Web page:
Making simple lifestyle changes within six months of a diagnosis of knee osteoarthritis may lead to improvements in pain and function, the results of a new study indicate.
There are over 100 different types of arthritis, however the most common form is osteoarthritis (OA), also known as degenerative joint disease. The majority of Irish people over the age of 55 have evidence of the condition at some joint in their body. While it is most common in the elderly, it is not just caused by the ageing process. Other factors, such as obesity, may contribute to its development.
As part of this latest study, pharmacists in 27 pharmacies in Canada identified 190 people with previously undiagnosed knee OA. The average age of the participants was 63 and most were women who were overweight or obese.
The participants were monitored for six months after the OA diagnosis.
The study found that those who made lifestyle changes, such as exercising more, saw an improvement in function and experienced less pain.
In the first month, less than 50% of the people initiated aerobic, strength or endurance exercises such as cycling or walking. By month six, almost 75% claimed to engage in routine exercise and 80% of those who exercised stated that it helped ease their condition.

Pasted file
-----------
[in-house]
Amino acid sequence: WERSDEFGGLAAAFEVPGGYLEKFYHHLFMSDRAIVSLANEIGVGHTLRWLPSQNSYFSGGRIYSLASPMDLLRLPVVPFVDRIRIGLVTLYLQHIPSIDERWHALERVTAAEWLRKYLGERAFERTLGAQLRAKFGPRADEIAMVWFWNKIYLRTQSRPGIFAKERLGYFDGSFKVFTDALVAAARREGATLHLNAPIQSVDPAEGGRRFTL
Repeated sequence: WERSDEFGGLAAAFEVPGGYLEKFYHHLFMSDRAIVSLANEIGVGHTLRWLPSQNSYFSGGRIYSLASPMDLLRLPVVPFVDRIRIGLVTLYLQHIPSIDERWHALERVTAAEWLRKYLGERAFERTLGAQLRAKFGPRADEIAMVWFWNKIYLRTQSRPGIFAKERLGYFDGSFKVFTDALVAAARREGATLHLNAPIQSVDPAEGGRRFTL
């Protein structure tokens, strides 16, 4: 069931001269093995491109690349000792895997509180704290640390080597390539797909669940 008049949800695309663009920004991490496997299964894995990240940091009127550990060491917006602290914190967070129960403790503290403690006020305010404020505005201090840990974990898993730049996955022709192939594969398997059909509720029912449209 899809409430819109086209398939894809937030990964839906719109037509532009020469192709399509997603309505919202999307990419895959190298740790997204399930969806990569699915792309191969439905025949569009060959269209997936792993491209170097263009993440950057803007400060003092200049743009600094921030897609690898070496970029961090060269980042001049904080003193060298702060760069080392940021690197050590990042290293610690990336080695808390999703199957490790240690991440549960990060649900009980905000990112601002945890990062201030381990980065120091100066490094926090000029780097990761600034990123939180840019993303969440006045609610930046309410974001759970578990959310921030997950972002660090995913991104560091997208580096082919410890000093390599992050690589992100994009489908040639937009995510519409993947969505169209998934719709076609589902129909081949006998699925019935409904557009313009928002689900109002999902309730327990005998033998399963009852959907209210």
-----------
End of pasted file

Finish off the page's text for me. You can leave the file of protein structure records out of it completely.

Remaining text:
Activity aids such as acupuncture, knee tape, knee braces and shoe inserts were used by 33% of participants and 75% of these found the aids to be helpful.
The study also found that over half of participants started taking analgesics (painkillers) for their OA, while 36% began taking natural medicine supplements. By the end of the six months, 50% said that the analgesics and natural supplements were beneficial in managing their condition.
Details of these findings are published in the journal, Arthritis Care & Research.
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